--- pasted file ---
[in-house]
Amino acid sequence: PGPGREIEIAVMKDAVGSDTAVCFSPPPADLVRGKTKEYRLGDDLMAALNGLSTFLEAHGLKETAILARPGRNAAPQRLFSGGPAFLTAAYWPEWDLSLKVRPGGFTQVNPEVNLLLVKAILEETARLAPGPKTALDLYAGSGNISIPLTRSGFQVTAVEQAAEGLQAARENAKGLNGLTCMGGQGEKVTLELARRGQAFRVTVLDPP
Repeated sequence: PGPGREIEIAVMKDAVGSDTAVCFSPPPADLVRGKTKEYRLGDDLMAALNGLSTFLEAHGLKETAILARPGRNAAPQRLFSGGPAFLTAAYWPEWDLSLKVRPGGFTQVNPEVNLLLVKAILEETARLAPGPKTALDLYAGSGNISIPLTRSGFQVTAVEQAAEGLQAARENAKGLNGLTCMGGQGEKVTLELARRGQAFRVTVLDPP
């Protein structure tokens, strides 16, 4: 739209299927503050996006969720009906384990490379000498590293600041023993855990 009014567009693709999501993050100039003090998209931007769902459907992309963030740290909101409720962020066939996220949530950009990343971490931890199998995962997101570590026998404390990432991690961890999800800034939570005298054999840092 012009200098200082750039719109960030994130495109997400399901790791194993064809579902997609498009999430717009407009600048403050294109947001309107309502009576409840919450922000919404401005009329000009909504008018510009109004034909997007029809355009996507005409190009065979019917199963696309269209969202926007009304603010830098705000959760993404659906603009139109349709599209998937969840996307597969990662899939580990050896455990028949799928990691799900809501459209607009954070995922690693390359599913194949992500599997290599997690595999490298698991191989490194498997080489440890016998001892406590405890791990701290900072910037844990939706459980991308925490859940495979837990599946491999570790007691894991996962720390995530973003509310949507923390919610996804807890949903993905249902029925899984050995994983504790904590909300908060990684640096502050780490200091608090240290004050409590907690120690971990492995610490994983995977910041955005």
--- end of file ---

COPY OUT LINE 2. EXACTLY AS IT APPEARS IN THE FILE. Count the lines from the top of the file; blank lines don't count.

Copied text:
Amino acid sequence: PGPGREIEIAVMKDAVGSDTAVCFSPPPADLVRGKTKEYRLGDDLMAALNGLSTFLEAHGLKETAILARPGRNAAPQRLFSGGPAFLTAAYWPEWDLSLKVRPGGFTQVNPEVNLLLVKAILEETARLAPGPKTALDLYAGSGNISIPLTRSGFQVTAVEQAAEGLQAARENAKGLNGLTCMGGQGEKVTLELARRGQAFRVTVLDPP